This is Camptosaurus dispar, a 20 foot long herbivorous dinosaur from the Morrison Formation of western North America during the late Jurassic Period. In most paleo-art, it seems that the only purpose in life for this unfortunate animal is to be Allosaurus‘ lunch! It’s not hard to see why – a large meaty animal with little or no defenses.
Camptosaurus was a primitive member of the iguanodonts, a group of ornithopod ornithischians which could chew their food. This act helped them to process their food better which in turn helped their digestive systems to extract more nutrients. One of the most well-known features of the iguanodonts was the presence of a thumb spike. On Iguanodon, the thumb spike was rather large. Being a primitive member of the iguanodont family, Camptosaurus also had a thumb spike, but it was comparatively tiny, almost the same size as its other finger claws, and would have been pretty much useless as a weapon. But hey, we all have to start off somewhere.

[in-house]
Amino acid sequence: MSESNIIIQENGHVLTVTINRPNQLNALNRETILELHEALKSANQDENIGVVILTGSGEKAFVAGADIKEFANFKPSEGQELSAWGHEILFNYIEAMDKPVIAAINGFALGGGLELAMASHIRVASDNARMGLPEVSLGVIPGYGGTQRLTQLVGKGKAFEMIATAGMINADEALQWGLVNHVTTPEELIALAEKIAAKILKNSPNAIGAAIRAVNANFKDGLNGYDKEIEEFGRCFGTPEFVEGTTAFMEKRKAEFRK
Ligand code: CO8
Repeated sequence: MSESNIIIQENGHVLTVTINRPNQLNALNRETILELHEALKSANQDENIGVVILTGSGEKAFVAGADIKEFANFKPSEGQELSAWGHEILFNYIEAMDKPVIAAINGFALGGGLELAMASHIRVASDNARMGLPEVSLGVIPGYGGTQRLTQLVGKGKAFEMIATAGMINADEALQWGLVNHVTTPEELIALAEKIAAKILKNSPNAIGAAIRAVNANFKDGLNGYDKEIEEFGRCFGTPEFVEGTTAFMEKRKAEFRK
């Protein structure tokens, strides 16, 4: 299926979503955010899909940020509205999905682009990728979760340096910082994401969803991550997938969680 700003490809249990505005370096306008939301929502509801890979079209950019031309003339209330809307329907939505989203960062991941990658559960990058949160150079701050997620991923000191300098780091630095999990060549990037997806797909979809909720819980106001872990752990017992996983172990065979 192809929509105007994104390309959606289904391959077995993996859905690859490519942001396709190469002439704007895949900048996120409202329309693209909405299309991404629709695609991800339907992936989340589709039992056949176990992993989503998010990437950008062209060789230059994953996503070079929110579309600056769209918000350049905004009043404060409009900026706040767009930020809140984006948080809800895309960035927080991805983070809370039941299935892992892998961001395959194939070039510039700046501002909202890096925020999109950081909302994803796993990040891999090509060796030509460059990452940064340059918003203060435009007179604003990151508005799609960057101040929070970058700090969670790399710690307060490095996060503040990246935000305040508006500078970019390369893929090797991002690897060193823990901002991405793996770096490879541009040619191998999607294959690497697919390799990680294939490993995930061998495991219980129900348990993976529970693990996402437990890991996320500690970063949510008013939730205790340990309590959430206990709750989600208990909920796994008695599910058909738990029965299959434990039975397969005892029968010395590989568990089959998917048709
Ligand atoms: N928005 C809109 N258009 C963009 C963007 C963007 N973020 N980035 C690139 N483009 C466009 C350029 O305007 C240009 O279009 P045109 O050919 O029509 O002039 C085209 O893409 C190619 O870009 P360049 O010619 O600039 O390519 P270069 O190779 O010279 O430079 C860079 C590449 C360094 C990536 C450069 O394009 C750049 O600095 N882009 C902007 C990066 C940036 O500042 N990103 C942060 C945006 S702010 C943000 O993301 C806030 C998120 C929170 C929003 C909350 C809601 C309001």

Paleontologists are still arguing whether Camptosaurus was primarily bipedal or quadrupedal. Personally, while I believe that Camptosaurus was capable of going down on all fours (making it a “facultative quadruped”), I think that it was bipedal most of the time.
Below are three stages of the same drawing: an outline, an outline with the color patterns drawn in, and finally a finished colored drawing. The drawing was made on printer paper with No. 2 pencil, Crayola colored pencils, and Prismacolor colored pencils.